Hilton Head Island Mayor David Bennett is calling for the town to ban split units in the Oceanwalk and Xanadu villas buildings on South Forest Beach Drive that he fears cause a public safety problem and are a haven for seedy characters.
About 48 of the 151 three-bedroom condos in the two buildings have been subdivided into two individual rentals -- in most cases separating the "mother-in-law suite" bedroom by a door with a deadbolt, several Forest Beach residents claim.
For years, residents have begged the town to prohibit the practice, claiming it creates a fire hazard, potentially violates electrical codes and attracts unsavory renters to the "off-the-grid" unregulated apartments, they have said. The units are often are rented by cash only and the occupants don't have to give a legal name for utilities or pass a background check, said Bruce Bartow, an Oceanwalk owner working to ban the splitting practice.
"Criminals can hide in plain sight there," Bartow said. "You've got a major problem right in the heart of your premier tourist district, and it starts with Oceanwalk."
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But over the past 18 months, officials have struggled to give a straight answer on what -- if anything -- the town can do to limit the practice.
Bennett said Wednesday he has had enough.
"This is not a time for doing nothing as the town and just idly sitting back," he said. "This is the kind of thing that drives me crazy; beauracracy getting in the way of getting something done.
"I just think this practice reflects poorly on us as a community, us as a town, and personally, I'm embarrassed by it," he said.
On Tuesday, the town's Construction Board of Adjustments and Appeals upheld town building official Bob Klein's determination that four split units at Xanadu comply with electrical code standards.
Klein ruled in June that the "lock-out" units were not technically separate apartments under building and electric codes and therefore do not violate town rules, meaning the town cannot regulate the splitting, he said.
"I'm the building official; I'm not a police officer," Klein said. "I can only determine what's in the building codes, not who stays in what unit and how."
Forest Beach Owners Association president Jack Daly and Xanadu Villas owners Henry Sanders and Tom Weatherhead appealed that decision. They argued that splitting units limits ready access to the apartment's electric panel in an attempt to get the town building inspectors to mandate that modified units be returned to the original, three-bedroom layout.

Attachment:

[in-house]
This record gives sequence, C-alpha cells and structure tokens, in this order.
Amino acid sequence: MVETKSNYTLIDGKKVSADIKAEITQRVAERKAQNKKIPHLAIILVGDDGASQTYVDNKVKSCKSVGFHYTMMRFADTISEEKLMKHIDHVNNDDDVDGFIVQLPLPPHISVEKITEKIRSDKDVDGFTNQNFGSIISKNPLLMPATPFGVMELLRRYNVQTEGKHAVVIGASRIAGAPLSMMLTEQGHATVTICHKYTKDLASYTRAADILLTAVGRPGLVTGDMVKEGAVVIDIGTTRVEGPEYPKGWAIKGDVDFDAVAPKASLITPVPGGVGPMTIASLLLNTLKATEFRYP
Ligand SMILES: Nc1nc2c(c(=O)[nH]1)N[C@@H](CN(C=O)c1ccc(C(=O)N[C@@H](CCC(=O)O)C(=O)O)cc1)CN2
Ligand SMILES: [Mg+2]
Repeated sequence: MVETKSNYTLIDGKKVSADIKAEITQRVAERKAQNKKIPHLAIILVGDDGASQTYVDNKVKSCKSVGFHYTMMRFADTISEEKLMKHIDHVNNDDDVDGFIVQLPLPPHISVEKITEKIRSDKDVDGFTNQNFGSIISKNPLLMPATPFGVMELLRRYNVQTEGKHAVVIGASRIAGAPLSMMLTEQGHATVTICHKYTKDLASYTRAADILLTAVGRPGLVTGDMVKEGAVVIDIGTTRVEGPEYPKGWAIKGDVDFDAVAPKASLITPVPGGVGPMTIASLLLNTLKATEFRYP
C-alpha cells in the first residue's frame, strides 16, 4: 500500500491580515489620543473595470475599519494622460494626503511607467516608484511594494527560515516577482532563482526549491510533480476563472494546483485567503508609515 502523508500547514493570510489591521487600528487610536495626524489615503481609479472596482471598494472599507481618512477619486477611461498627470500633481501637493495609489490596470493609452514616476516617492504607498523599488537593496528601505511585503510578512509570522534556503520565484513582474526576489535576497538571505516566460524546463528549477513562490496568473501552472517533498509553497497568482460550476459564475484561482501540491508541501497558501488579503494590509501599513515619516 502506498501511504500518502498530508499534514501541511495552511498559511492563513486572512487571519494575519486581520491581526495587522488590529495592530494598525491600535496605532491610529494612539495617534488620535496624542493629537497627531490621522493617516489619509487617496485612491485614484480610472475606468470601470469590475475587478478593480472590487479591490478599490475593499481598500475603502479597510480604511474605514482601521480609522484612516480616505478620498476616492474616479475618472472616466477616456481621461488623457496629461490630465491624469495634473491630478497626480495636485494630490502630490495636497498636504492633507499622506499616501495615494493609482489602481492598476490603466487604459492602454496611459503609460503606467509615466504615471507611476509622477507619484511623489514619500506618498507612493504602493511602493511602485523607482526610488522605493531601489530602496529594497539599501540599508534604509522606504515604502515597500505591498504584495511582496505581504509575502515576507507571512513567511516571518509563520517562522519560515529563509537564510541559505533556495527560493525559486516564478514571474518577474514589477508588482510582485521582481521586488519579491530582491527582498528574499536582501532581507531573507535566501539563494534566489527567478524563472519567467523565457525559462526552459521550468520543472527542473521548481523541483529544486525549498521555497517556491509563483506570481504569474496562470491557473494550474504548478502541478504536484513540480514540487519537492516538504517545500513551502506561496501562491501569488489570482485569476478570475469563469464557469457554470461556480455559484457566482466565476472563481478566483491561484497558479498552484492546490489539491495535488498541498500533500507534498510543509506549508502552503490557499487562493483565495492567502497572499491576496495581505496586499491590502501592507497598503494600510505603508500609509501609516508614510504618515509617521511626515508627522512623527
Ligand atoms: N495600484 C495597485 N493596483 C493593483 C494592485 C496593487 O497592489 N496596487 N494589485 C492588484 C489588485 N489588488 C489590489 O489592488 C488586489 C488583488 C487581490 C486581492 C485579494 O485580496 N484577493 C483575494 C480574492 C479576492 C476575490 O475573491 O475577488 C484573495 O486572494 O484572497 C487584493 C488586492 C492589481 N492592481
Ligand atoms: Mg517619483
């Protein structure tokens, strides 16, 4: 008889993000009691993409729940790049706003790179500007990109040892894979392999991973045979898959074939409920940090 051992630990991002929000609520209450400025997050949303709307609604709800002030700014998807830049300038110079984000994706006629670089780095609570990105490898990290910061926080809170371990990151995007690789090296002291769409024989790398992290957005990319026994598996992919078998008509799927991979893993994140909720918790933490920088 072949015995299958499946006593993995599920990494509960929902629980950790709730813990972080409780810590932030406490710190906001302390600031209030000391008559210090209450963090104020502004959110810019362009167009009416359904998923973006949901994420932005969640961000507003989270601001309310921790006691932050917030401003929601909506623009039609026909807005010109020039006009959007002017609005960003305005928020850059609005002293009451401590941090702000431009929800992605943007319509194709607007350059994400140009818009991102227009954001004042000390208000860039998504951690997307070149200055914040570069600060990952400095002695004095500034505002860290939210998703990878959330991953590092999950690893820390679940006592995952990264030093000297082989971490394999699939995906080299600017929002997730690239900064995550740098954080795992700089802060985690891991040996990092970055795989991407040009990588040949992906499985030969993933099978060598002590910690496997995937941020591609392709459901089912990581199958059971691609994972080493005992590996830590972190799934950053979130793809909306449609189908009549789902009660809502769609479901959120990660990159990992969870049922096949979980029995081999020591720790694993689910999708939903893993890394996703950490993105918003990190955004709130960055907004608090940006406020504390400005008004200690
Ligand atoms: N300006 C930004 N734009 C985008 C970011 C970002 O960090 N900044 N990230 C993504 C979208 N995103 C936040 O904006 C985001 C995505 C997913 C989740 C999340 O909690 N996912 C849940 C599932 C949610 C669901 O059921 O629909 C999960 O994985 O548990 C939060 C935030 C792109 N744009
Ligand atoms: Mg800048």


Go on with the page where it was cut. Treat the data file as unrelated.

The board disagreed and sided with Klein's reading of the codes, but members conceded that the split units could violate Oceanwalk and Xanadu's property rules.
"Isn't that a regime thing instead of a construction board issue?" board member Michael Lynes asked. "They have to enforce their rules. We can't enforce them for them."
But self-policing by leadership at Oceanwalk and Xanadu has been spotty, if not nonexistent, and the splitting problem continues to get worse, said Sanders, Weatherhead and Bruce Bartow, an Oceanwalk owner helping lead the fight.
Earlier this year, BB&T Carswell Insurance Services threatened to drop its coverage of Xanadu Villas over what it perceived as fire code violations in the split units. After several extensions, the regime ultimately had to switch to an out-of-state insurance company to secure new coverage, according to Daly and Sanders' appeal.
The concerns have grabbed the attention of Bennett and council members Kim Likins and Tom Lennox, who both represent the area.
"In a perfect world, their organizational documents for their regime would give them the authority to handle business down there in a right manner," Bennett said. "That isn't the case. So the question is, then what?"
If the units don't violate existing town codes, then the council could consider altering or supplementing the codes, Bennett suggested. Over the coming days, he and council members will brainstorm possible solutions, he added.
In the mean time, the Forest Beach residents will continue their town codes appeals against the split units before considering formal legal action, Daly said. Sanders and Weatherhead also will continue meeting with Bennett, Likins and Lennox to address the issue, they said.
"We're trying to exhaust all our administrative appeals first," he said. "This is such a real issue and a big issue ... We're fighting an injustice. There's a reason to fight this fight."